The Local Integrated care Board (previously CCG) decision can be appealed within six months of receiving the notification letter.
Once an appeal has been lodged, the Local Integrated care Board has three months to appraise and finalise the local review phase. This process can sometimes take up to a year, but the exact duration depends on geographical location. This local stage can allow you to provide additional evidence to the ICB, such as care records and independent social work assessments.
If the ICB local review again declines funding, then you have another six months from the time of being notified to request a review via an Independent Review Panel (IRP). Once your request is received, NHS England must convene this IRP within three months. Three decision makers will work together to decide on the outcome - an independent Chair along with one health and social care professional not associated with the original Local Integrated care Board who made the decision.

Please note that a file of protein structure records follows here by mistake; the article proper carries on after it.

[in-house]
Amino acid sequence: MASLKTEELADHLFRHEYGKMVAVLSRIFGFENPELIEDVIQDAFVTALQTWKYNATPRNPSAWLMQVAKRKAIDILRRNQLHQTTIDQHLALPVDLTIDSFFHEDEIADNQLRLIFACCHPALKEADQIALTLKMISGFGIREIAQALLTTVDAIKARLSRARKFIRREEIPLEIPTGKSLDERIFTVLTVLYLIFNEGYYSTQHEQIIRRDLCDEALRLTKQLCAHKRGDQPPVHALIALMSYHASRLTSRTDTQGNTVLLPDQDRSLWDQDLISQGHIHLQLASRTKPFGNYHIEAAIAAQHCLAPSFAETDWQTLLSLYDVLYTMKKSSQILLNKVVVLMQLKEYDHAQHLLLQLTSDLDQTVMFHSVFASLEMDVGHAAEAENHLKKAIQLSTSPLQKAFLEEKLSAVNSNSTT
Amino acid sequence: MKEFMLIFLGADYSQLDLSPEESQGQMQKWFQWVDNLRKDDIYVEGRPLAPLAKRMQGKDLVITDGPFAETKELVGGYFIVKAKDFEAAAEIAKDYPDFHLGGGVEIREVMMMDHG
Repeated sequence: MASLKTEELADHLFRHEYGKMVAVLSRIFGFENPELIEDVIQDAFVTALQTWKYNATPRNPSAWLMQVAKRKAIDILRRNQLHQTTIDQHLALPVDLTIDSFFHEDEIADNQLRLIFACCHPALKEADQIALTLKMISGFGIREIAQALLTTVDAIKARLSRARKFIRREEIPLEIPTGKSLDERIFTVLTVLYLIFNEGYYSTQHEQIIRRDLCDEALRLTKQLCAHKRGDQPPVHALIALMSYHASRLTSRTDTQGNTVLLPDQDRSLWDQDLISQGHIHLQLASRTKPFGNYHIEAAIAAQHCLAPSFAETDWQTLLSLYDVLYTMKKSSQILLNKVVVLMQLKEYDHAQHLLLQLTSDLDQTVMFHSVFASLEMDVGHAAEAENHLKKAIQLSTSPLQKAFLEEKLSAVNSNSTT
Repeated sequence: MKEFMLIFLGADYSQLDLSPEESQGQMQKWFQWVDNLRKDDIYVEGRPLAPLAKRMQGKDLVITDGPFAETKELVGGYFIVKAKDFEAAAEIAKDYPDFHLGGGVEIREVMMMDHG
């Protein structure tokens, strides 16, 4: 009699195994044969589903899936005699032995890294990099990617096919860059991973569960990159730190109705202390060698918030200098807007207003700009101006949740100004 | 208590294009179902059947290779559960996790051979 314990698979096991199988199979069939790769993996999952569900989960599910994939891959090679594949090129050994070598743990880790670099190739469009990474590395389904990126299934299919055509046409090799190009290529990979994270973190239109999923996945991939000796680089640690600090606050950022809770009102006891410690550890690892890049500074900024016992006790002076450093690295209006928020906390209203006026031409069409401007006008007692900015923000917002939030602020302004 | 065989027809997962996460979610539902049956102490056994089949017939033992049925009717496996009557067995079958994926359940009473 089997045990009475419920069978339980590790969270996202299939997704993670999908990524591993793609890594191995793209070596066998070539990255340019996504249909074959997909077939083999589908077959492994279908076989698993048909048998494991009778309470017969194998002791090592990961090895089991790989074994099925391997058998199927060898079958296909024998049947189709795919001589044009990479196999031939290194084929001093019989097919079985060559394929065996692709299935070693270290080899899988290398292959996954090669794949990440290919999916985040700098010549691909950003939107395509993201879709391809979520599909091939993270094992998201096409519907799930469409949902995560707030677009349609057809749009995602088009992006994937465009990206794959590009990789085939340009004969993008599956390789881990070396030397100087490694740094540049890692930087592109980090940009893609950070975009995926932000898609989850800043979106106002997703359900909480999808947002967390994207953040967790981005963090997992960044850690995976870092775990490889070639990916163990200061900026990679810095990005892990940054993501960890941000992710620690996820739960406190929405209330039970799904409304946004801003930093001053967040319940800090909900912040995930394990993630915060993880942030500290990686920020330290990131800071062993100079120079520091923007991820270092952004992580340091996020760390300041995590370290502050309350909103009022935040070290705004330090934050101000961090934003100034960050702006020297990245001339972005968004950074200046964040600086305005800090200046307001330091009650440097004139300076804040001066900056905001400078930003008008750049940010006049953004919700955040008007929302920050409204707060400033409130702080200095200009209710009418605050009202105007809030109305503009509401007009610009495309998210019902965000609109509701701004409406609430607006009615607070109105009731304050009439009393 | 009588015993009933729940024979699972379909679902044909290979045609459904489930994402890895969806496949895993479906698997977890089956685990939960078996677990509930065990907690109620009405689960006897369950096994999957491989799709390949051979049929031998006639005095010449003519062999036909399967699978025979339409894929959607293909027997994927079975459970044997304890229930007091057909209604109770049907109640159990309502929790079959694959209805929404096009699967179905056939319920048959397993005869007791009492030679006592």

What happens if your needs change?
Continuing Healthcare Checklists should be carried out regularly; this can mean that even though you had not met the criteria for CHC funding previously, your needs have worsened, and there is now a primary health need that the NHS should fund. Conversely, your needs could change, and a continuing healthcare review could identify that you are no longer entitled to NHS funding.
This ongoing review of the funding highlights the importance of evidence gathering in the form of social care assessments and records from domiciliary or residential care providers, so if your needs change, you have evidence of this for any DST meetings.
What do we look for when considering if an appeal is possible?
Evidence. Whether this comes in the form of Care records, health records or independent assessments or care plans, evidence is key to identifying your care needs, their intensity, complexity, and unpredictability.
Your needs will be graded when you go through the original checklist and the DST meetings. If, when reviewing these documents alongside all of the available evidence, we find the grading was incorrect and have evidence to suggest this, then you could have a strong case. Without evidence, whether from care records, health records or new assessments, there is little chance of a positive argument.